Menu For                    : 2,3
Source duration             : 6053511
Source frame count          : 32
Source stream size          : 428
Frame count                 : 32
Stream size                 : 428
00:00:00.000                : New Parents
[Other chapters listed but removed for brevity]
01:33:24.000                : End Credits
Bit rate mode               : VBR

It seems this file has a number of streams. The video stream is encrypted, the ID being drmi. The second video stream is a JPEG stream, which is not encrypted, and only contains the chapter images.  Two audio streams are encrypted with iTunes drms. There is also a subpictures stream and a chapter stream.

Despite the encryption, the file metadata is relatively intact, and we can see the encoding is only at [email protected] with a 640×480 pixel frame size and a bitrate of 1.55Mbit/s. The audio is provided in both 384kbit/s and 128kbit/s formats. The quality provided is hence only very basic, and likely inferior to the DVD it is based upon that has 720×576 resolution at a higher bitrate, although using MPEG-2 instead. Unfortunately due to the encryption and the abiding nature of the decoders, only the still JPEGs can be seen.

Two versions were supplied in Windows Media format .wmv containers. One had the suffix PC for computer playback, the other had PT for portable playback. The MediaInfo data showed the following:

General
Complete name               : Finding_Nemo_EN_PC.wmv
Format                      : Windows Media
File size                   : 1.65 GiB
Duration                    : 1h 40mn
Overall bit rate mode       : Variable
Overall bit rate            : 2 337 Kbps
Maximum Overall bit rate    : 6 756 Kbps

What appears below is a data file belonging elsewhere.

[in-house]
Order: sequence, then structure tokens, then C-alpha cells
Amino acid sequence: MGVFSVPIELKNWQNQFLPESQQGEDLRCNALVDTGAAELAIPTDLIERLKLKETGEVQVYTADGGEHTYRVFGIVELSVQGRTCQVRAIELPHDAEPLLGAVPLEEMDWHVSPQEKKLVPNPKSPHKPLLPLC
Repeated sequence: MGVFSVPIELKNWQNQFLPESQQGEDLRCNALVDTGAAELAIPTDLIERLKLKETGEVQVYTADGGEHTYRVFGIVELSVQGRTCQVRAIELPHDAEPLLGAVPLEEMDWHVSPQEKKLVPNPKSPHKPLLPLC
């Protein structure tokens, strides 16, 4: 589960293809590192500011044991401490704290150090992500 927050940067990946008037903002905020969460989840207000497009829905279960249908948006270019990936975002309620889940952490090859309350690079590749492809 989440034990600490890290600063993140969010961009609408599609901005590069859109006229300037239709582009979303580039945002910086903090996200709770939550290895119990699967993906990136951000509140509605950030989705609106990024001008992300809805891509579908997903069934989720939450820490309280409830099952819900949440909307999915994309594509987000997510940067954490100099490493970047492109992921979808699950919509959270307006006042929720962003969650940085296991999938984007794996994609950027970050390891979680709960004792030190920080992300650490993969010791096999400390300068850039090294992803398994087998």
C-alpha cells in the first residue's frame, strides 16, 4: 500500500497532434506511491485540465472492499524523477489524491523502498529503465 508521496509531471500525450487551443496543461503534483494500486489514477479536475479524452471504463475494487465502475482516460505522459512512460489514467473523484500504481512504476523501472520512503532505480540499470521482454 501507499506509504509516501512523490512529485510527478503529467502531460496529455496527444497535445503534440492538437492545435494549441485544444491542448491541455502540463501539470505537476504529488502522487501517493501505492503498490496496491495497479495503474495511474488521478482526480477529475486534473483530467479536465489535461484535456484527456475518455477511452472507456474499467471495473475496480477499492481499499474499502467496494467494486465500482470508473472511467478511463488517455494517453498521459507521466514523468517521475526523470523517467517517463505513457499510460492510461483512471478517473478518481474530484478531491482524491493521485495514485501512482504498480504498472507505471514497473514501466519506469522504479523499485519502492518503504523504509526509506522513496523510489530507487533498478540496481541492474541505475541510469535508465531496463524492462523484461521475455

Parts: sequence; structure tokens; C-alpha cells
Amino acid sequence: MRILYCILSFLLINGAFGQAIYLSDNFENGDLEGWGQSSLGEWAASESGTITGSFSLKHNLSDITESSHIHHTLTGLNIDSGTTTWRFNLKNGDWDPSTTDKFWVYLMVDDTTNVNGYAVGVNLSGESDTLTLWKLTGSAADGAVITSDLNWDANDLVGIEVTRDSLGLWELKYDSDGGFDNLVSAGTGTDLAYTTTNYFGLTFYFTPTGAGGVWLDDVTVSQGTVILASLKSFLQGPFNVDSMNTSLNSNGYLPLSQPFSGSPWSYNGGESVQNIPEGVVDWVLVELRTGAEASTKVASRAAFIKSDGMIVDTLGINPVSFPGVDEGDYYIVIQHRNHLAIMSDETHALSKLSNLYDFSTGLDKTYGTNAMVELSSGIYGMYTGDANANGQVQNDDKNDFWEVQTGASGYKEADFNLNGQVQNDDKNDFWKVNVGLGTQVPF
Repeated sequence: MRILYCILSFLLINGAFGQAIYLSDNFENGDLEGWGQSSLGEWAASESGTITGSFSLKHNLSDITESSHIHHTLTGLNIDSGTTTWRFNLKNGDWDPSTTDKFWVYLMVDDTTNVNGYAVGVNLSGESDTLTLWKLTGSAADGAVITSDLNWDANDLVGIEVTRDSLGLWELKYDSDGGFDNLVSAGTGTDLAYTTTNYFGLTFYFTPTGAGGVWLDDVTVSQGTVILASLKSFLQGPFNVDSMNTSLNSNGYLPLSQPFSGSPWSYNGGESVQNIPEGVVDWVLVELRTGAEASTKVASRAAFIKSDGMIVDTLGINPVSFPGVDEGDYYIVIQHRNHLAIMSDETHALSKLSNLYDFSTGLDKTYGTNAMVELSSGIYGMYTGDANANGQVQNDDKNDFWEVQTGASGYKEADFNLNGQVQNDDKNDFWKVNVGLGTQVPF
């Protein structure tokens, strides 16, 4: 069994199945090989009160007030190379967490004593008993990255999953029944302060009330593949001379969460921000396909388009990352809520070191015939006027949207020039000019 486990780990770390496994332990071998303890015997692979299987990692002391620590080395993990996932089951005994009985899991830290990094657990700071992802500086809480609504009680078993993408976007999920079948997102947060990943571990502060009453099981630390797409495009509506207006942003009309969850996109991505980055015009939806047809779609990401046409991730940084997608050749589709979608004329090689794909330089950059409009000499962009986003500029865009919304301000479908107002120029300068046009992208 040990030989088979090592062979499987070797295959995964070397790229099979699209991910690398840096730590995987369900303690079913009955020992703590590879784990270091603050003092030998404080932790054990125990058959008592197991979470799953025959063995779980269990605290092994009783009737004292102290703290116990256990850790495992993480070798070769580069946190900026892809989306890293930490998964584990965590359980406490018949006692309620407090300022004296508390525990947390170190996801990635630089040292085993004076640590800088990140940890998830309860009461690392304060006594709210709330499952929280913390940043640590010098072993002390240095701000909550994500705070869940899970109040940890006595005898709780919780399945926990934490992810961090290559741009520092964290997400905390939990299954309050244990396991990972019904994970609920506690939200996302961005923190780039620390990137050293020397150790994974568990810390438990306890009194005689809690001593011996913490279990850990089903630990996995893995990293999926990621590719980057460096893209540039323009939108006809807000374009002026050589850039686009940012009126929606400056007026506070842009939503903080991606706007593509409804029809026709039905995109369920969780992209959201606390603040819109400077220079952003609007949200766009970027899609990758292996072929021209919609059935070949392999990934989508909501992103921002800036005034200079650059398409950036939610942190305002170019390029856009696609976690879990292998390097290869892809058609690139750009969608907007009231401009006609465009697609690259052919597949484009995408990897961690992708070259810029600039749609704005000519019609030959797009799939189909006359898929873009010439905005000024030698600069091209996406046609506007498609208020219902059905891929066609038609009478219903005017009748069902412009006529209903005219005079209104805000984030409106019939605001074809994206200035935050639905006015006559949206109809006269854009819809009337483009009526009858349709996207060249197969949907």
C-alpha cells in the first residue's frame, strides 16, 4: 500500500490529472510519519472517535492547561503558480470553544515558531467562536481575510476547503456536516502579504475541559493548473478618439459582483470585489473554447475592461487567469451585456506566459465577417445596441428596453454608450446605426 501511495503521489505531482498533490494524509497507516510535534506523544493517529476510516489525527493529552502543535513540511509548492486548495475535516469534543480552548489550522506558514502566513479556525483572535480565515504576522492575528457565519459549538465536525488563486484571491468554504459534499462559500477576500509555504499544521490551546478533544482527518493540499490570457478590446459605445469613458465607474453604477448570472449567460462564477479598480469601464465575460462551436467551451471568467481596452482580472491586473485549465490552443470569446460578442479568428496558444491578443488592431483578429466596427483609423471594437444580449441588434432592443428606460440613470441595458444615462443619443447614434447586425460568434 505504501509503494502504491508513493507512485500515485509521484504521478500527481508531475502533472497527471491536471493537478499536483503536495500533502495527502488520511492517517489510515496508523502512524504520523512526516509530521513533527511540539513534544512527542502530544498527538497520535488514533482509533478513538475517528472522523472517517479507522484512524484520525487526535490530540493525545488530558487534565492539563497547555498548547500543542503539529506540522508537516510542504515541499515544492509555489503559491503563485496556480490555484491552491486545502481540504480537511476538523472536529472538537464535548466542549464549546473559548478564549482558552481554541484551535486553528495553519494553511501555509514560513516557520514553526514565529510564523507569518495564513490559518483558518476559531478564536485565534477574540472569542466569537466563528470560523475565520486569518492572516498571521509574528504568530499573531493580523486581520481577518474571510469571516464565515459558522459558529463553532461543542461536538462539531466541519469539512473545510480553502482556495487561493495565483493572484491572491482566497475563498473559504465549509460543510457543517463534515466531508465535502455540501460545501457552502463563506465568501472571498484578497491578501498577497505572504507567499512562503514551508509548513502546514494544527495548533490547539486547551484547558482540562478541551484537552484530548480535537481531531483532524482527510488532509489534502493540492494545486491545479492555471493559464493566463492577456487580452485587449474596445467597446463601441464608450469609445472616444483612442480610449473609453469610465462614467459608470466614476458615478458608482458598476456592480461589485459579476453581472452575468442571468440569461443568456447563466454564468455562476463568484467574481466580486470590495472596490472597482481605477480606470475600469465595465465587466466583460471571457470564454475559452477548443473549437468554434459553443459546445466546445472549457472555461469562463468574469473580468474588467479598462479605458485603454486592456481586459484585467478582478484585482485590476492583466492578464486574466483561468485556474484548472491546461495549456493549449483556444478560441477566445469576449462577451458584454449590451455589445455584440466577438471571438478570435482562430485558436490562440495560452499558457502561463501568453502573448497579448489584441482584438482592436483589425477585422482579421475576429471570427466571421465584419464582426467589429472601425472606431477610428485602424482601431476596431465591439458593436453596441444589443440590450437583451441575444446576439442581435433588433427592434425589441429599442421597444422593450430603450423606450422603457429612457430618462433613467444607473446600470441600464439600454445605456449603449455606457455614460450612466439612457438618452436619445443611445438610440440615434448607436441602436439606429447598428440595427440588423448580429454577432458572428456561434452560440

Encryption                  : http://www.microsoft.com/isapi/redir.dll?prd=wmdrm&pver=2&os=win&sbp=newclient
Encoded date                : UTC 2012-08-08 05:16:08.867

Video
ID                          : 2
Format                      : VC-1
Format profile              : [email protected]
Codec ID                    : WMV3
Codec ID/Info               : Windows Media Video 9
Codec ID/Hint               : WMV3
Description of the codec    : Windows Media Video 9
Duration                    : 1h 40mn
Bit rate mode               : Variable
Bit rate                    : 2 200 Kbps
Width                       : 640 pixels
Height                      : 360 pixels
Display aspect ratio        : 16:9
Frame rate                  : 23.976 (23976/1000) fps
Color space                 : YUV
Chroma subsampling          : 4:2:0
Bit depth                   : 8 bits
Scan type                   : Progressive
Compression mode            : Lossy
Bits/(Pixel*Frame)          : 0.398
Stream size                 : 1.55 GiB (94%)
Language                    : English (US)
Encryption                  : Encrypted

Audio
ID                          : 1
Format                      : WMA
Format version              : Version 2
Codec ID                    : 161
Codec ID/Info               : Windows Media Audio
Description of the codec    : Windows Media Audio 9.2 - 128 kbps, 48 kHz, stereo (A/V) 2-pass CBR
Duration                    : 1h 40mn
Bit rate mode               : Constant
Bit rate                    : 128 Kbps
Channel(s)                  : 2 channels
Sampling rate               : 48.0 KHz
Bit depth                   : 16 bits
Stream size                 : 92.4 MiB (5%)
Language                    : English (US)
Encryption                  : Encrypted

-------------------------------------------------------------------
General
Complete name               : Finding_Nemo_EN_PT.wmv
Format                      : Windows Media
File size                   : 452 MiB
Duration                    : 1h 40mn
Overall bit rate mode       : Constant
Overall bit rate            : 627 Kbps
Maximum Overall bit rate    : 706 Kbps